Protesters wave flags during a pro-Palestinian protest in London, Saturday, Nov. 11, 2023. AP
The "National March for Palestine", organised by the Stop the War Coalition, set off after a two-minutes' silence to remember Britain's war dead on Armistice Day was observed at The Cenotaph war memorial in central London at 1100 GMT.
Huge crowds of protesters waved black, red, white and green Palestinian flags and held aloft placards proclaiming "Stop Bombing Gaza", as Israel's relentless bombardment of the strip has so far killed more than 11,000 people, mostly women and children.
As the march set off, protesters shouted "free Palestine" and "ceasefire now".
Saturday's march has generated concern because it coincides with Armistice Day, commemorating the end of fighting in World War I in 1918 -- and political criticisms about the policing operation.
Prime Minister Rishi Sunak made a late plea for calm late on Friday, calling for protesters to do so "respectfully and peacefully".
Met Police deputy assistant commissioner Laurence Taylor said march organisers had changed the route from Hyde Park to the US Embassy in south London to ensure it will not pass any landmark memorials.
Previous events have seen "small groups break away" and that "their behaviour has been escalating and becoming more violent", Taylor, who is leading the policing operation, told reporters.
Metal barriers have been placed around the area containing the most significant memorials, and an exclusion zone created, with police able to arrest any marchers who try to breach it.
Thousands of people wearing red poppies -- the symbol of remembrance -- stood heads bowed at The Cenotaph on Whitehall for a solemn ceremony of reflection, with other services held up and down the country.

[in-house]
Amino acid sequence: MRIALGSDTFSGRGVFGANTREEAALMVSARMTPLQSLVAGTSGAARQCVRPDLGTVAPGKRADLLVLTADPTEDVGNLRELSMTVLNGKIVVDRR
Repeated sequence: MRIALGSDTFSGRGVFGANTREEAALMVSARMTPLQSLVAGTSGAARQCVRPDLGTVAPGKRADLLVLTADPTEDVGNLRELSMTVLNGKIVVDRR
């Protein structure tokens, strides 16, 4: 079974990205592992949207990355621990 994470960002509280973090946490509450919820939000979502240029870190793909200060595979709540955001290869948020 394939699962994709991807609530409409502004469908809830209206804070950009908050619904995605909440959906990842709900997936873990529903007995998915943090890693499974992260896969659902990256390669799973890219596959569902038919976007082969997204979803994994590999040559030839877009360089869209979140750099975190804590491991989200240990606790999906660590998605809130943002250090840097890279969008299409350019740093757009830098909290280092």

About 1,850 police officers, including some from other forces across Britain, have been drafted in to keep the peace, with 1,375 on Sunday, when a national service of remembrance takes place at The Cenotaph led by King Charles III, senior royals and political leaders.
Home Secretary Suella Braverman, an increasingly outspoken right-winger, has done little to quell tensions, by accusing police of being more sympathetic to so-called left-wing protests than others.
About 80 counter-demonstrators have now been arrested at Tachbrook Street, BBC reported.
It appears there are a number of counter-protesters inside, sipping pints as the march outside continues south, it says.
The protest itself remains peaceful. It is being well marshalled and police officers - from various forces - appear to be containing situations well.
Aerial images over central London have captured the scale of the pro-Palestinian protest as it moves from Hyde Park to the US embassy in Vauxhall, south of the Thames.
Thousands of Jews are joining the huge march saying “Not in Our Name” and “Ceasefire Now.”